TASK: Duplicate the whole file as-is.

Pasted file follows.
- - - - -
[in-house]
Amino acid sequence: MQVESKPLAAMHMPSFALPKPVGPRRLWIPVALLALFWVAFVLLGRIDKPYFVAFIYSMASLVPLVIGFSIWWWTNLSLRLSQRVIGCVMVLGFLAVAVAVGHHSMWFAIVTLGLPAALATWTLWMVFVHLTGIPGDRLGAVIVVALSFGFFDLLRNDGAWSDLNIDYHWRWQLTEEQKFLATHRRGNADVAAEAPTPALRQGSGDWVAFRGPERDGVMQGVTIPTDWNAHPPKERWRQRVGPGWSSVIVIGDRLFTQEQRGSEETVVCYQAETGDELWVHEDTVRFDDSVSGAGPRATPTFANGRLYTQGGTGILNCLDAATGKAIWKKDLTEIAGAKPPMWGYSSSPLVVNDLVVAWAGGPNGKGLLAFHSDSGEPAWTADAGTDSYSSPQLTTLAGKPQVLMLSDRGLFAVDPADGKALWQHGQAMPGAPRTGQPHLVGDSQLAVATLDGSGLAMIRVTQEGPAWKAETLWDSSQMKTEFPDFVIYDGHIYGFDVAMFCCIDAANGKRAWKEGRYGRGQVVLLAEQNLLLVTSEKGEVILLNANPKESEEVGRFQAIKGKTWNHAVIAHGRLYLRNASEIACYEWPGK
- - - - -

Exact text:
[in-house]
Amino acid sequence: MQVESKPLAAMHMPSFALPKPVGPRRLWIPVALLALFWVAFVLLGRIDKPYFVAFIYSMASLVPLVIGFSIWWWTNLSLRLSQRVIGCVMVLGFLAVAVAVGHHSMWFAIVTLGLPAALATWTLWMVFVHLTGIPGDRLGAVIVVALSFGFFDLLRNDGAWSDLNIDYHWRWQLTEEQKFLATHRRGNADVAAEAPTPALRQGSGDWVAFRGPERDGVMQGVTIPTDWNAHPPKERWRQRVGPGWSSVIVIGDRLFTQEQRGSEETVVCYQAETGDELWVHEDTVRFDDSVSGAGPRATPTFANGRLYTQGGTGILNCLDAATGKAIWKKDLTEIAGAKPPMWGYSSSPLVVNDLVVAWAGGPNGKGLLAFHSDSGEPAWTADAGTDSYSSPQLTTLAGKPQVLMLSDRGLFAVDPADGKALWQHGQAMPGAPRTGQPHLVGDSQLAVATLDGSGLAMIRVTQEGPAWKAETLWDSSQMKTEFPDFVIYDGHIYGFDVAMFCCIDAANGKRAWKEGRYGRGQVVLLAEQNLLLVTSEKGEVILLNANPKESEEVGRFQAIKGKTWNHAVIAHGRLYLRNASEIACYEWPGK